“I was not wise enough to realise the magnitude of it.”
The significance began to hit home when Cronin presented the work at the International Society of Plastic Surgeons in Washington DC in 1963. “The plastic surgery world was absolutely set on fire with enthusiasm,” says Biggs.
The time seemed right. 1950s America had seen a whole swathe of cultural influences come together around the ideal of a larger breast.
It was the decade in which Playboy magazine and Barbie launched, and film stars played a big role too.
“The busty look of Marilyn Monroe and Jane Russell and also Dior’s New Look of 1957, really emphasised this curvy silhouette, and got women thinking about augmenting their breasts,” says Teresa Riordan.
“Falsies” – basically stuffed bras – were popular, but increasingly women wanted something more.
Through the years, all manner of approaches had been tried to increase breast size. In the 1950s, doctors started inserting sponge implants into women’s breasts. Some allege that Marilyn Monroe had this operation, though this is hotly contested.
Monroe biographer Anthony Summers says people he interviewed for his book, who knew her well – including Billy Travilla, who was both her dressmaker and one of her lovers – said she had no reason at all to have any breast enhancement.
“The filmmaker Billy Wilder described Monroe’s bosom as, ‘a miracle of shape, density and an apparent lack of gravity,’” he says.
The sponge technique worked well at first, but did not last – the sponges soon shrank, and became “hard as baseballs” says Biggs.
Silicone was also a material of the moment. “There was a post-war American fascination with all things plastic and artificial,” says Riordan.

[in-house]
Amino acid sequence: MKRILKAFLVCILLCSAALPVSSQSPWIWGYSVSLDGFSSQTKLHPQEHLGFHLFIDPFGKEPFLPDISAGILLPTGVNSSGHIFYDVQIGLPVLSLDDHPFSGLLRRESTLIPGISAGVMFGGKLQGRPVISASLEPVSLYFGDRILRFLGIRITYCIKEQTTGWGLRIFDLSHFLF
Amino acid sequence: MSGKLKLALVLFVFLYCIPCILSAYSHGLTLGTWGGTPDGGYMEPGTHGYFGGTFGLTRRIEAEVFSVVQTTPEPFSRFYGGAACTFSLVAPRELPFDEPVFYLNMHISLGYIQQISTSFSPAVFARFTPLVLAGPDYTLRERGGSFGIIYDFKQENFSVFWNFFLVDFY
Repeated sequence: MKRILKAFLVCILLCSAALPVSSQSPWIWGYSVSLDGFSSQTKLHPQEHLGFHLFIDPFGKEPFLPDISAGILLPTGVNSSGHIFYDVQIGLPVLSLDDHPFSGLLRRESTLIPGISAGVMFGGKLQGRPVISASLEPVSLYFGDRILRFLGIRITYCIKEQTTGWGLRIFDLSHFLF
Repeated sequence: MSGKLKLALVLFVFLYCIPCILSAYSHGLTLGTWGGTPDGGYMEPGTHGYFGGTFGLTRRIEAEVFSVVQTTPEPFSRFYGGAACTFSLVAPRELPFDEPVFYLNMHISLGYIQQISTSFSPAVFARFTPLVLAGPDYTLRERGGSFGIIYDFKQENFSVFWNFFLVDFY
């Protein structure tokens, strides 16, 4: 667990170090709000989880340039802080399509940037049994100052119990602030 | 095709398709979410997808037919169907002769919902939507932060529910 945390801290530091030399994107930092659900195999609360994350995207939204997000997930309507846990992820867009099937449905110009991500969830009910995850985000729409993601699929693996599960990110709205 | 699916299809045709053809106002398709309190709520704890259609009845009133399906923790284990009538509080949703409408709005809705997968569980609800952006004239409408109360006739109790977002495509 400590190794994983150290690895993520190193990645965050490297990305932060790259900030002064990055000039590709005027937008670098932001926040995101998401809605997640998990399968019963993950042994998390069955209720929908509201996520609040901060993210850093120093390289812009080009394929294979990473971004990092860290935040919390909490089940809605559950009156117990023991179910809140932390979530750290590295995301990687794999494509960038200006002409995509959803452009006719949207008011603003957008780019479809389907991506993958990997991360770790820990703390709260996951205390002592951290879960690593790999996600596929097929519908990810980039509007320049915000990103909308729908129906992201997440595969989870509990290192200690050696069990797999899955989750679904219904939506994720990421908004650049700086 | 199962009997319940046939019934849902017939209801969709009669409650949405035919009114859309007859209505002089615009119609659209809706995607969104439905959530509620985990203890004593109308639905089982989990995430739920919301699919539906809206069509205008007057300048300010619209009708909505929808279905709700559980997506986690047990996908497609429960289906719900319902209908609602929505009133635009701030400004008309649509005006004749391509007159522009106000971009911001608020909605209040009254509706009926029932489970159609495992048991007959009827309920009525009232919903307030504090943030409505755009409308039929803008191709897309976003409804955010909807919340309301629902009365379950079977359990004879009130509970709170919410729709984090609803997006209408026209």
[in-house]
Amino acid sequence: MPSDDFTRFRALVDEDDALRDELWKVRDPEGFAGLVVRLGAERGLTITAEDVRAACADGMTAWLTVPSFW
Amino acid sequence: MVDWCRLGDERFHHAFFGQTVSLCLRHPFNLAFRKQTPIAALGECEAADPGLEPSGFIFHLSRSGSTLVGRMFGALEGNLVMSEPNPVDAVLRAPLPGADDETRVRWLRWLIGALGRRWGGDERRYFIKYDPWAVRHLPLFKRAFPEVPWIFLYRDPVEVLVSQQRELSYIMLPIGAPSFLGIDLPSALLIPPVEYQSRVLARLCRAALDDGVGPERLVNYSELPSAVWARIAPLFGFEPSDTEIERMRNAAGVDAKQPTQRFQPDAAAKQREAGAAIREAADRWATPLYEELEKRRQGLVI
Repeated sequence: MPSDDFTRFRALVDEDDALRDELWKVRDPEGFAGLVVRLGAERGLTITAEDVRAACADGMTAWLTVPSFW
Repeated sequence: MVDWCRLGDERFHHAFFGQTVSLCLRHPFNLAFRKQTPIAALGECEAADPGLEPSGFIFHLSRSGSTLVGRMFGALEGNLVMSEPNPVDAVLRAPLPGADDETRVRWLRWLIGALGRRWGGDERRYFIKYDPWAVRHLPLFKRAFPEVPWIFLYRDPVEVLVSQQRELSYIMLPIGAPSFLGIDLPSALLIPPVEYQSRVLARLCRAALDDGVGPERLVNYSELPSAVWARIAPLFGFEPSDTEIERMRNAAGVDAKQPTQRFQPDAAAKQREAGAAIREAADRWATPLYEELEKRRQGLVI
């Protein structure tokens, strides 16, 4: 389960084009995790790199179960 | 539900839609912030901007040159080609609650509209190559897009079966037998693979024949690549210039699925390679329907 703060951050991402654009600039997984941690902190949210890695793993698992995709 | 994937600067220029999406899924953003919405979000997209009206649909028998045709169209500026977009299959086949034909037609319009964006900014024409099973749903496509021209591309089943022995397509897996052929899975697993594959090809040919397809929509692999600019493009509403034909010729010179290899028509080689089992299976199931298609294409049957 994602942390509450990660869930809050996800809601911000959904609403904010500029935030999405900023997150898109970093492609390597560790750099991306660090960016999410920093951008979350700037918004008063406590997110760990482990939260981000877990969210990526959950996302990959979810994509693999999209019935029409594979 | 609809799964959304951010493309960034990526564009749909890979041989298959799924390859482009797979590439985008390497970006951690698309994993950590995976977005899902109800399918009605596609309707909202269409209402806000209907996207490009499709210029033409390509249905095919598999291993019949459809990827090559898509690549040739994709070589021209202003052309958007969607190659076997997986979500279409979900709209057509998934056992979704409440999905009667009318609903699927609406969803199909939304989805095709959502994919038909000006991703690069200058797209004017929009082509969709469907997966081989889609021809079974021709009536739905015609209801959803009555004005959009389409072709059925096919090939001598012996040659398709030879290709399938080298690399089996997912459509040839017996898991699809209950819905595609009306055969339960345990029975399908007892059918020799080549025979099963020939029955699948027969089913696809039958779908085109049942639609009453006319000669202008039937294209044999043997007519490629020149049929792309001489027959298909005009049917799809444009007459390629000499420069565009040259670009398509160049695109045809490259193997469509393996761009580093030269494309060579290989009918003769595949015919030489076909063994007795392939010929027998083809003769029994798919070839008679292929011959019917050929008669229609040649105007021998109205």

It is not in the US, though, that the silicone was first used for breast enlargement, but in Japan, where it was tried out by prostitutes.
Eager to do better trade with the occupying US forces, who they presumed preferred a larger chest, they experimented by injecting silicone – stolen from the docks of Yokohama – direct into the breast.
These injections turned out to have a nasty side-effect known as “silicone rot”, in which gangrene set in around the injection site.
The early silicone breast implants pioneered in the US fortunately avoided this hitch, but were not entirely problem-free.
Hematoma, where blood collects in a swelling, was one early difficulty. There were cases of infections too, and also “fibrous capsular contractions” where a scar would form, making the implant hard.
“We are not worshipping what we had 50 years ago, because that’s history,” says Biggs.
There have been many advances over the decades, like 3D-imaging, and implants that are increasingly rupture-proof – and the range has widened.
“In the early days, we only had four choices or sizes – large, medium, small and petite. Now we have over 450 choices,” says Biggs.
Around the world, breast enlargement is now the second-most popular cosmetic surgery operation, after liposuction (the removal of fat). In many countries – including the UK – it is the most popular operation.
It’s not only used by women who want to perfect their body shape but also by patients who have undergone mastectomy as a result of breast cancer. This was something Gerow and Cronin envisaged from the start, and one of their motives for developing the operation.
For many years, Timmie Jean Lindsey kept fairly quiet about her breast enlargement – one boyfriend never knew for example, and it was only decades later that she told many of her friends and family about it.
Fifty years on she remains delighted with the results, though there is no stopping the passing of time, she says.
“You would think they would stay real perky, but no – they are just like a regular breasts, they begin to sag over the years. That surprised me. I figured they’d just stay where they were.”
But she still very happy with the little piece of history she carries inside her body.
“It’s kind of awesome to know that I was first,” she says.
Blog extra: Podcast (below) of Witness interview with Timmie Jean Lindsey (part of BBC World Service).